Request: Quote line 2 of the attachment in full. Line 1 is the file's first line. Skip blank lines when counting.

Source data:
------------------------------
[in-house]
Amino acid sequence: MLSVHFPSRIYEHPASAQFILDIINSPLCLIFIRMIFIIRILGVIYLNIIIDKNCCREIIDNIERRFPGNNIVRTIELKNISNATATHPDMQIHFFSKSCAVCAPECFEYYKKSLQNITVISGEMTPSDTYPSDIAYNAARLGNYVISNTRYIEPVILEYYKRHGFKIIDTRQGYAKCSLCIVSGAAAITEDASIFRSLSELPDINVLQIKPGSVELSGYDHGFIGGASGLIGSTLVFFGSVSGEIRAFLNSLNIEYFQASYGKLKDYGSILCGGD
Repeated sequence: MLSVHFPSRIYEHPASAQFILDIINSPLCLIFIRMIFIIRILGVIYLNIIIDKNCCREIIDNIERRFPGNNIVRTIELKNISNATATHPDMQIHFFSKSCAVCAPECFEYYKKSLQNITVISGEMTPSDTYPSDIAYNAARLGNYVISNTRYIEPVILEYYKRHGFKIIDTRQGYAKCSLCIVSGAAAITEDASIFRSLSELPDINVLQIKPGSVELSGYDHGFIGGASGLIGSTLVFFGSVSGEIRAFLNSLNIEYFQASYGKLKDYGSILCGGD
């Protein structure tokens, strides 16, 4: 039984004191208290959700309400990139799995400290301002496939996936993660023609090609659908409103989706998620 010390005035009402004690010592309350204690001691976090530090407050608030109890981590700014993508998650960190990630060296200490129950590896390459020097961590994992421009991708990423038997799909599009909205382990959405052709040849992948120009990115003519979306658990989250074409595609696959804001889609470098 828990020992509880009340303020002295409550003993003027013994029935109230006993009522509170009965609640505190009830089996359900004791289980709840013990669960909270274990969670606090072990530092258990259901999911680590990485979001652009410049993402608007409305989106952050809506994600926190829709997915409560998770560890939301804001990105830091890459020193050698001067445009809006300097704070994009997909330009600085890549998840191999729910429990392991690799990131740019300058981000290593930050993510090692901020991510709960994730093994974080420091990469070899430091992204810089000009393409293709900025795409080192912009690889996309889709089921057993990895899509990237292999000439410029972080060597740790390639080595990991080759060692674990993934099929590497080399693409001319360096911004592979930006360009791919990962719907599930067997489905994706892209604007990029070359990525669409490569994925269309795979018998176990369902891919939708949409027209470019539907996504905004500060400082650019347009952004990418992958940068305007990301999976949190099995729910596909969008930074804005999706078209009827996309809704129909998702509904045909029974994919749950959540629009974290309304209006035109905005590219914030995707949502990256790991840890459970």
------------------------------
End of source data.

Amino acid sequence: MLSVHFPSRIYEHPASAQFILDIINSPLCLIFIRMIFIIRILGVIYLNIIIDKNCCREIIDNIERRFPGNNIVRTIELKNISNATATHPDMQIHFFSKSCAVCAPECFEYYKKSLQNITVISGEMTPSDTYPSDIAYNAARLGNYVISNTRYIEPVILEYYKRHGFKIIDTRQGYAKCSLCIVSGAAAITEDASIFRSLSELPDINVLQIKPGSVELSGYDHGFIGGASGLIGSTLVFFGSVSGEIRAFLNSLNIEYFQASYGKLKDYGSILCGGD